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I’m glad to see an uptick in thoughtful articles that bring boys into discussions around consent and sex, something we can’t have in a vacuum with girls alone. Author Peggy Orenstein, author of “Boys & Sex: Young Men on Hookups, Love, Porn, Consent and Navigating the New Masculinity,” penned this interesting Op-Ed in the New York Times that asks this essential question: “Will We Ever Figure Out How to Talk to Boys about Sex?”

I don’t know if we will. Do adults even know how to talk about sex with each other let alone with our kids, irrespective if they are boys or girls? When sex ed is relegated to PE teachers and emphasizes a limited scope of abstinence, pregnancy and disease, how can we expect boys to have the vocabulary, context or understanding to begin to address the idea of consent, mutual pleasure, or personal responsibility? The ethical ramifications of sex need to be outlined, questioned, and discussed, openly, candidly, not just in our classrooms but at home.


According to a 2017 national survey of 3,000 high school students and young adults by the Making Caring Common Project, “a large majority of boys never had a single conversation with their parents about, for instance, how to be sure that your partner ‘wants to be — and is comfortable — having sex with you,’ or about what it meant to be a ‘a caring and respectful sexual partner.’ About two-thirds had never heard from their parents that they shouldn’t have sex with someone who is too intoxicated to consent. Most had never been told by parents not to cat call girls or use degrading terms such as 'bitches' or 'hoes' — this despite the fact that nearly 90 percent of the girls in the survey reported having been sexually harassed.” Yikes. 


Adults may assume the above ideas are givens that will be taught and learned through someone else or via osmosis: They aren’t. Not surprisingly, “the vast majority of teenagers, though, who did have conversations like these with their parents — and boys even more than girls — described them as at least somewhat influential on their thinking.”


Mamas, let’s talk about sex with each other, our families, and especially with our boys.




This apparently is a real thing that's really happening in 2020. In Florida. Ladies, if you’re in the Orlando area in May, the “22 Convention” is something you’ll definitely want to miss. Promising lucky, female-only attendees to “Make Women Great Again,” the event will be held at a secret location revealed to the women who pay the modest $1200 ticket fee. In exchange, they’ll hear an “expert” all-male lineup mansplain the following hot topics including but not limited to, “the ills of feminism, the war on motherhood, beauty and obesity, love and dating, getting pregnant and having "unlimited babies," getting in shape, beating the competition to "become the ultimate wife," and boosting femininity.” Wowzers.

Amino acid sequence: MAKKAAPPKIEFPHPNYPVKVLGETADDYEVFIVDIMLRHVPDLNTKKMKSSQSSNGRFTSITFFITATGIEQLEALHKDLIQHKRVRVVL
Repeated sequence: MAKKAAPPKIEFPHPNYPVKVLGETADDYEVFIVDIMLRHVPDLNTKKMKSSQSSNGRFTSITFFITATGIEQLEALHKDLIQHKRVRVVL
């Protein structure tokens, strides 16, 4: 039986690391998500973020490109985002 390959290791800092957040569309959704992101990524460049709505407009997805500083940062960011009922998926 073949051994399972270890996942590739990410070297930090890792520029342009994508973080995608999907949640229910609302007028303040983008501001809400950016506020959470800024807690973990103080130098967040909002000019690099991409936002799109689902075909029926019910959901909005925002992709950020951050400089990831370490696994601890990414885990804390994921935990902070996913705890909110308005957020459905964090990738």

Because, you know, men know best about these things and women, obviously, want to pay for the privilege of being told how to be great women with a side of everything that’s wrong with them. I’m not linking out to their site (they don’t deserve the click) but am linking to Orlando Weekly which brought this to my attention. I also thought mamas-in-the-know would find it amusing, or terrifying, to know that this is not fake news.



Sigh. It’s 2020 and the Supreme Court is debating, yet again, if employers have the legal right to deny employees access to birth control coverage based on religious grounds—a problematic premise that not only discriminates against women but also violates the fundamental separation of church and state. Until recently, the general rule in “religious liberty” cases was that people may sometimes seek exemptions from laws they object to on religious grounds, but that they could not claim an exemption that would “undercut the rights of a third party,” meaning you or I or anyone else who may need contraception for a myriad of legitimate medical reasons. 


The contraception debate was resurrected in 2014 with Burwell v. Hobby Lobby (2014), which held that the federal Religious Freedom Restoration Act (RFRA) allows employers that object to birth control to offer health plans that don’t include contraceptive coverage. While this ruling allowed for the government to then step in and provide coverage through an “indirect approach,” (i.e. the government could then make a separate arrangement with the company that runs that employer’s health plan to ensure the employer’s workers still receive contraceptive coverage) this too was challenged by the zealous religious right. 


Fast forward to Trump’s 2016 election and, well, it was all downhill by then. By May 2017, Trump had issued an executive order instructing his administration “to address conscience-based objections to the preventive-care mandate.” A few months later, the administration pushed out new rules granting a broad exemption to employers with moral or religious objections to birth control, BIRTH CONTROL, ladies! 


Last July, however, a federal appeals court struck down the Trump administration’s rules but now, given the ultra conservative Supreme court, it is quite plausible that they'll determine that religious objectors should be allowed to deny birth control coverage to women. I wonder if these same individuals religiously object to sex in general, vasectomies or Viagra?

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